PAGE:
Of course, you as the consumer still have a lot of choices in this area - and you do have these choices.   Looking back on my own life, I can tell you that most, if not all, of the debt I incurred in life (other than commercial debt) was not for things I needed but rather for things I wanted.    Moreover, my spending money on wants often meant that I ended up borrowing money for needs.

I could have been more frugal and thus avoided an awful lot of borrowing.   But I decided at the time that I needed to spend money to be happy or some such rot - that I deserved to "treat myself" now based on money I would earn later.   The later me decided this was a shitty idea, of course, and those two people never seem to agree on just about anything.  (Indeed, later me thinks that early retirement is probably a bad idea, while earlier me thinks it is just swell).

And the problem with borrowing money is that the worse you are at it, the most it will cost you, over time.  There quickly reaches a "tipping point" where the cost of borrowing is so high, you end up a perpetual debtor.   And this tipping point can be reached in a number of ways:
1.  Credit card debt sneaking up over time.

2.  Student loan debt with no way to pay it off.

3.  Previous bankruptcy or bad credit rating.
In each case, you are forced into the high-risk or "sub-prime" lending pool, and interest rates of 15-30% or more become your new norm.  Each additional dollar you borrow at this point becomes almost toxic.  But since folks in this situation are always broke, they keep seeking out new sources of borrowing, as they feel there is no other way to obtain money to purchase things.

Bankruptcy can at least give a person a chance to start over, that is, if they are willing to really change their way of life.   The relief can be very brief, however, if the debtor decides to take on a slew of new debt, at even more onerous rates.   Even with bankruptcy reform, it is still possible to obtain relief through bankruptcy, and the terms are still relatively generous, if you are smart about it.   Things like retirement plans are protected in bankruptcy, so that you can emerge without losing one of your major assets - that is, if you have a retirement plan.

The problem for some folks, particularly students who over-borrowed, is that they took on a debt that they might not realistically ever pay back.   Now, I am talking over $100,000 in debt, at high interest rates and with default penalties added in.    These are far above the national average debt about about $35,000 which can be paid back, over time, if a person chose to make sacrifices in their lives which of course, few are willing to do.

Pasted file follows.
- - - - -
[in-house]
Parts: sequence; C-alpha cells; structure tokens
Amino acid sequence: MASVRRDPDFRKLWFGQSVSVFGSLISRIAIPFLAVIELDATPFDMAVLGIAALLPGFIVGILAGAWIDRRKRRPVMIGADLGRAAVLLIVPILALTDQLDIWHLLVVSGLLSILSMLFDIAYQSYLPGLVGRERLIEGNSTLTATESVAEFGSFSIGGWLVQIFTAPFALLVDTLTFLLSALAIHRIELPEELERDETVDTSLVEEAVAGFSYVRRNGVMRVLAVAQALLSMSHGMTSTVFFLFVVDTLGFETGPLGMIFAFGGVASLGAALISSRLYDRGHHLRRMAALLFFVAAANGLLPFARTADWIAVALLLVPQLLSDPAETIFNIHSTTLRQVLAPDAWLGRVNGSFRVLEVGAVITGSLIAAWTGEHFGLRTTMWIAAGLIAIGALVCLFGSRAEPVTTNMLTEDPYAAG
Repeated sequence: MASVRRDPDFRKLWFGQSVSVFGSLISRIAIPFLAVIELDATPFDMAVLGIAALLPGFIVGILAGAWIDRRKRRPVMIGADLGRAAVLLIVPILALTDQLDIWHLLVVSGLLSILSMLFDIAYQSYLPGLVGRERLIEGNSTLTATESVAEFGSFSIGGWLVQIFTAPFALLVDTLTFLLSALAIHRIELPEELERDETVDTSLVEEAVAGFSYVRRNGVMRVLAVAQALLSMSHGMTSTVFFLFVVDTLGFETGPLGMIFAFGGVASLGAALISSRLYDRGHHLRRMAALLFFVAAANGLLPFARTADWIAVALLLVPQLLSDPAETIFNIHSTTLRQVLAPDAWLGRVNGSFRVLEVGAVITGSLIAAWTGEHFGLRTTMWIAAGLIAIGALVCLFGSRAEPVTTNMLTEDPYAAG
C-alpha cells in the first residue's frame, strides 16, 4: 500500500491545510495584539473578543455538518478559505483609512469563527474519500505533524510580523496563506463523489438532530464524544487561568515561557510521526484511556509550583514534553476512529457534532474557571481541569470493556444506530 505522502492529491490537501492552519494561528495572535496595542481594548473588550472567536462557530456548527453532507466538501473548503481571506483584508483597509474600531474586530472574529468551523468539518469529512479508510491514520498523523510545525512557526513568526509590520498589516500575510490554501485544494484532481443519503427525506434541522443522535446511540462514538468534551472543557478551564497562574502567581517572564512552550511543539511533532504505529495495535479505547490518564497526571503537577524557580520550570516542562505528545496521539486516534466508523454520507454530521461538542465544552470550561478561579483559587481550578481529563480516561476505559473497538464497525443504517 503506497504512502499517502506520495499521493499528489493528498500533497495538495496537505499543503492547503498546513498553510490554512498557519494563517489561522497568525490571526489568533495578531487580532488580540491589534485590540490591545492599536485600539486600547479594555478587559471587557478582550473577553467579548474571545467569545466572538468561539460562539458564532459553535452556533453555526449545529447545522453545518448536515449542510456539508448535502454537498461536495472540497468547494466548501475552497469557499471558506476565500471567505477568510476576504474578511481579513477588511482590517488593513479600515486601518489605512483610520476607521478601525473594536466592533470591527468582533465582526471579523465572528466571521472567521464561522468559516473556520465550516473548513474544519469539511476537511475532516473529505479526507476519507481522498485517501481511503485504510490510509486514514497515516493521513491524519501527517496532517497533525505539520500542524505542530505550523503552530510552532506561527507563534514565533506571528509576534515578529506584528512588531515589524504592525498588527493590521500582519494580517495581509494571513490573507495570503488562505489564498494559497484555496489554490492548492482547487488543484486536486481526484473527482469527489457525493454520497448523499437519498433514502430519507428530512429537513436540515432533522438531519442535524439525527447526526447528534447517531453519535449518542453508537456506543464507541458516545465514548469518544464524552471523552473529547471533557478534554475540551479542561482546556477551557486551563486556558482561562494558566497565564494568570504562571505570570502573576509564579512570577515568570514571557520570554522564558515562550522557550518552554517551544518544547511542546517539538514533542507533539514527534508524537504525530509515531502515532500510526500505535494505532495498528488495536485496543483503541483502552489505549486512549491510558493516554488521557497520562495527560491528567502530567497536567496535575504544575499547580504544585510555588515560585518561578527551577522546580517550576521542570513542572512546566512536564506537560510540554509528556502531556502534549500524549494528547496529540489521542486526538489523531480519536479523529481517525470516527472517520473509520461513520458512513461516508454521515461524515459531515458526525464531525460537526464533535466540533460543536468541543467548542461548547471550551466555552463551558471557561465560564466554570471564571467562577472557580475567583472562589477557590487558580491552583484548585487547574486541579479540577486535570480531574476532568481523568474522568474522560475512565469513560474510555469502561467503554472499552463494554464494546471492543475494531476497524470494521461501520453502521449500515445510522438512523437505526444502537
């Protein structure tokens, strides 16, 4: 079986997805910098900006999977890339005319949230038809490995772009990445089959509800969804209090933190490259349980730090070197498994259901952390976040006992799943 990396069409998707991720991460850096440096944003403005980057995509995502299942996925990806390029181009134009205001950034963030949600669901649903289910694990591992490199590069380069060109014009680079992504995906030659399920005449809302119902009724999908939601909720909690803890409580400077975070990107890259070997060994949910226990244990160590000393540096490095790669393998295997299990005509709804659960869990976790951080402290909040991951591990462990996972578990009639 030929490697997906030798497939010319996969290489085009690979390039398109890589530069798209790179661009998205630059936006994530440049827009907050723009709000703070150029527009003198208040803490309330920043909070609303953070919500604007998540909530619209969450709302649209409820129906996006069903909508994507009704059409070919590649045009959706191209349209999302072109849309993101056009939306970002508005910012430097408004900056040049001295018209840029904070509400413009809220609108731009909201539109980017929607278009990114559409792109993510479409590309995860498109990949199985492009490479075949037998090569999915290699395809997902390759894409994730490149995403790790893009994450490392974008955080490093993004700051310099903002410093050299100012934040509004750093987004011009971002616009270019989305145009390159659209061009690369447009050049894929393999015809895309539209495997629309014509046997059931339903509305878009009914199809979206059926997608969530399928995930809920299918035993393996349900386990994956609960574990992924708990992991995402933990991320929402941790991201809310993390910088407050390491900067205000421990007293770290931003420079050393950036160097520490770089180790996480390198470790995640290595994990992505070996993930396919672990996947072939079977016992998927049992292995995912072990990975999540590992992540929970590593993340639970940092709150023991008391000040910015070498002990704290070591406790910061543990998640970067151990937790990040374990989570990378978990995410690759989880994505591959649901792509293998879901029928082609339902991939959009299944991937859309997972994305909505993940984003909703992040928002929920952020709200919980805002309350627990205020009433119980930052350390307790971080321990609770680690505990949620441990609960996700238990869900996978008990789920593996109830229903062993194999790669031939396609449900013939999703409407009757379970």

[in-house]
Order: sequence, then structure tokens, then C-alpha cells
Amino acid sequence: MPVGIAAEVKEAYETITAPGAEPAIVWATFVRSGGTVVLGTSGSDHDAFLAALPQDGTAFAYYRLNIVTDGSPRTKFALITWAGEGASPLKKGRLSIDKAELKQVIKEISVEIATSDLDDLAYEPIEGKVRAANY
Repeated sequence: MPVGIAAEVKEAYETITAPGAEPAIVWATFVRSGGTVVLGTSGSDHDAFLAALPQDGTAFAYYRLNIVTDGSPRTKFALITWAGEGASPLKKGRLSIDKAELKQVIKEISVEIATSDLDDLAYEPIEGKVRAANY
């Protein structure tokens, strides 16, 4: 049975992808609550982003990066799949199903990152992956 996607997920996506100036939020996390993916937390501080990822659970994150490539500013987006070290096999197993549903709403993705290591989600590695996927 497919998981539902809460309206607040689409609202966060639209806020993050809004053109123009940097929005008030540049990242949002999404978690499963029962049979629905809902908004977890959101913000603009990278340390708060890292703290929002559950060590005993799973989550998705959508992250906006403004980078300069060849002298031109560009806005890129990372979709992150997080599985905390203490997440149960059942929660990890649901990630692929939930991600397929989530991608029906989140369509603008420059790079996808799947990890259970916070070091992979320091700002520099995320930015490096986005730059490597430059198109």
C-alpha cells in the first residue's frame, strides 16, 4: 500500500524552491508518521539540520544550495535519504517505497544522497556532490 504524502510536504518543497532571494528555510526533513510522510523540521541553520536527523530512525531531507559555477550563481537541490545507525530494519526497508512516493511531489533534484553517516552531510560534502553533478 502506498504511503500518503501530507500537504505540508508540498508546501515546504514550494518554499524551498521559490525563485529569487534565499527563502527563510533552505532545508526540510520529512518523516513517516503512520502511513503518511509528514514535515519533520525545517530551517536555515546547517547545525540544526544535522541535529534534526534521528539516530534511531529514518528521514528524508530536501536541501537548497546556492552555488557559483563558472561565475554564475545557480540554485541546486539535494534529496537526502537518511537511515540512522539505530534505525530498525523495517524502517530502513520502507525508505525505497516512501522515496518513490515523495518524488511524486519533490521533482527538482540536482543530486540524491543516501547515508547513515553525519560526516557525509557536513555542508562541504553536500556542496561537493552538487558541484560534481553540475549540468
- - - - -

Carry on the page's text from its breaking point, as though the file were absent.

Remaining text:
Sadly, after having made these poor choices, many are compounding this by making more poor choices.   One fellow opines that he can walk away from a $15,000 student loan debt (now $25,000 with interest) if he just waits until 25 years have elapsed, at which point the unpaid part is forgiven.   However at that point, he will owe income tax on a $100,000 windfall.    Perhaps it is a perverse strategy that might work.  The problem is, he is spending the best earning years of his life with a shitty credit score - which makes it hard to get a job, rent an apartment, or buy a house.   He will spend the part of his life that most do buying their first home, getting married, getting a job, and raising kids - living with friends or roommates and owning little or nothing.   All to escape a debt that could be paid off even on a minimum-wage job delivering pizzas.  I suspect drugs are involved.

Was bankruptcy reform a good thing?   In the end analysis it really doesn't matter.   As we talk about a lot here, your personal choices outweigh the effects of national trends.   You can protest student loans all you want, that still won't get them paid off.   Whatever student loan relief Hillary pushes through likely won't forgive all your debts - or maybe any of it.

A better plan is to pick a degree that is worthwhile at a school that is affordable.   Majoring in "whatever" and paying "whatever they charge" and then arguing it is "unfair" no one hires you is not really a good battle plan.